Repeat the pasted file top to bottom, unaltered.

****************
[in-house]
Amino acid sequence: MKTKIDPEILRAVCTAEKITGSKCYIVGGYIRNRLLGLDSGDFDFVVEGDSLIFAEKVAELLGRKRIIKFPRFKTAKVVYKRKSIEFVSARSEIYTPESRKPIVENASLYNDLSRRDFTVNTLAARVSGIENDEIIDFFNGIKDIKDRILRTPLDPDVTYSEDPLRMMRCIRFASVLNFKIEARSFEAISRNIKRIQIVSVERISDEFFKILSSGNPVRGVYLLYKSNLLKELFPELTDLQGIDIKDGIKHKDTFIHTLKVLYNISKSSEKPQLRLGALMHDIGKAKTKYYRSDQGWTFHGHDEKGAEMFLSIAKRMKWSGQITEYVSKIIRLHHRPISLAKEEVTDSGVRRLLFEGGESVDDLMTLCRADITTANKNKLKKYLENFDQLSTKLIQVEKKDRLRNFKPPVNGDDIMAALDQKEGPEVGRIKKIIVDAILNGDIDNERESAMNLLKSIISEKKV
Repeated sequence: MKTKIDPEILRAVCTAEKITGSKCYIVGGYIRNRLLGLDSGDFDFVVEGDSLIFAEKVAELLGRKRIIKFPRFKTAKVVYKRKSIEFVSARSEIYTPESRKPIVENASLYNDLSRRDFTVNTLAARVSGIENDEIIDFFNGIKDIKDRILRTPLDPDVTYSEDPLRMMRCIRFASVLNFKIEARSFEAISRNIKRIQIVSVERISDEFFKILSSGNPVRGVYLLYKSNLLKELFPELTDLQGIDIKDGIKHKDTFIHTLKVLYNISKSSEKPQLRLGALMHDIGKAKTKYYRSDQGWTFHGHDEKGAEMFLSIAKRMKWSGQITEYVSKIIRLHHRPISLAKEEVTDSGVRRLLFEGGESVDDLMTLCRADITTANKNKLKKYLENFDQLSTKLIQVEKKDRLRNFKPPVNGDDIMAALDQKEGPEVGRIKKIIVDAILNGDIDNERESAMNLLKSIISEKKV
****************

[in-house]
Amino acid sequence: MKTKIDPEILRAVCTAEKITGSKCYIVGGYIRNRLLGLDSGDFDFVVEGDSLIFAEKVAELLGRKRIIKFPRFKTAKVVYKRKSIEFVSARSEIYTPESRKPIVENASLYNDLSRRDFTVNTLAARVSGIENDEIIDFFNGIKDIKDRILRTPLDPDVTYSEDPLRMMRCIRFASVLNFKIEARSFEAISRNIKRIQIVSVERISDEFFKILSSGNPVRGVYLLYKSNLLKELFPELTDLQGIDIKDGIKHKDTFIHTLKVLYNISKSSEKPQLRLGALMHDIGKAKTKYYRSDQGWTFHGHDEKGAEMFLSIAKRMKWSGQITEYVSKIIRLHHRPISLAKEEVTDSGVRRLLFEGGESVDDLMTLCRADITTANKNKLKKYLENFDQLSTKLIQVEKKDRLRNFKPPVNGDDIMAALDQKEGPEVGRIKKIIVDAILNGDIDNERESAMNLLKSIISEKKV
Repeated sequence: MKTKIDPEILRAVCTAEKITGSKCYIVGGYIRNRLLGLDSGDFDFVVEGDSLIFAEKVAELLGRKRIIKFPRFKTAKVVYKRKSIEFVSARSEIYTPESRKPIVENASLYNDLSRRDFTVNTLAARVSGIENDEIIDFFNGIKDIKDRILRTPLDPDVTYSEDPLRMMRCIRFASVLNFKIEARSFEAISRNIKRIQIVSVERISDEFFKILSSGNPVRGVYLLYKSNLLKELFPELTDLQGIDIKDGIKHKDTFIHTLKVLYNISKSSEKPQLRLGALMHDIGKAKTKYYRSDQGWTFHGHDEKGAEMFLSIAKRMKWSGQITEYVSKIIRLHHRPISLAKEEVTDSGVRRLLFEGGESVDDLMTLCRADITTANKNKLKKYLENFDQLSTKLIQVEKKDRLRNFKPPVNGDDIMAALDQKEGPEVGRIKKIIVDAILNGDIDNERESAMNLLKSIISEKKV